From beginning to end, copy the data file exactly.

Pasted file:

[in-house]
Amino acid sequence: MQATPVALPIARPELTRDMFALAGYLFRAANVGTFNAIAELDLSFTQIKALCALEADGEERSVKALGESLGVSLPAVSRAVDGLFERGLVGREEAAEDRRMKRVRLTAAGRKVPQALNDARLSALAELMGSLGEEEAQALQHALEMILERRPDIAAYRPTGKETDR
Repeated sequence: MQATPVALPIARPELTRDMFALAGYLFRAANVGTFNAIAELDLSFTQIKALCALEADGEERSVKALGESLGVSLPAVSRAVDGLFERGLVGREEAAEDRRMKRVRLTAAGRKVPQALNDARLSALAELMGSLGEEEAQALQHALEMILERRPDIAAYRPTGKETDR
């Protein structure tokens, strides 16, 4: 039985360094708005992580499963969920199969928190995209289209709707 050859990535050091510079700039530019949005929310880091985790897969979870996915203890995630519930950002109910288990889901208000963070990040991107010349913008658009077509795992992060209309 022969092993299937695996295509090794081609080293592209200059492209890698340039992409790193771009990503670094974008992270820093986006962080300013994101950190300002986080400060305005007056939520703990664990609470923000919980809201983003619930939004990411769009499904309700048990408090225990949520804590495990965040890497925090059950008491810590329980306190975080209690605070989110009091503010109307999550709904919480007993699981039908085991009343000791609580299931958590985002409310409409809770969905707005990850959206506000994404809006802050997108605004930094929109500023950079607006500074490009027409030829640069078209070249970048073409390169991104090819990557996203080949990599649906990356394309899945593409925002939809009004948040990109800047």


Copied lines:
[in-house]
Amino acid sequence: MQATPVALPIARPELTRDMFALAGYLFRAANVGTFNAIAELDLSFTQIKALCALEADGEERSVKALGESLGVSLPAVSRAVDGLFERGLVGREEAAEDRRMKRVRLTAAGRKVPQALNDARLSALAELMGSLGEEEAQALQHALEMILERRPDIAAYRPTGKETDR
Repeated sequence: MQATPVALPIARPELTRDMFALAGYLFRAANVGTFNAIAELDLSFTQIKALCALEADGEERSVKALGESLGVSLPAVSRAVDGLFERGLVGREEAAEDRRMKRVRLTAAGRKVPQALNDARLSALAELMGSLGEEEAQALQHALEMILERRPDIAAYRPTGKETDR
């Protein structure tokens, strides 16, 4: 039985360094708005992580499963969920199969928190995209289209709707 050859990535050091510079700039530019949005929310880091985790897969979870996915203890995630519930950002109910288990889901208000963070990040991107010349913008658009077509795992992060209309 022969092993299937695996295509090794081609080293592209200059492209890698340039992409790193771009990503670094974008992270820093986006962080300013994101950190300002986080400060305005007056939520703990664990609470923000919980809201983003619930939004990411769009499904309700048990408090225990949520804590495990965040890497925090059950008491810590329980306190975080209690605070989110009091503010109307999550709904919480007993699981039908085991009343000791609580299931958590985002409310409409809770969905707005990850959206506000994404809006802050997108605004930094929109500023950079607006500074490009027409030829640069078209070249970048073409390169991104090819990557996203080949990599649906990356394309899945593409925002939809009004948040990109800047």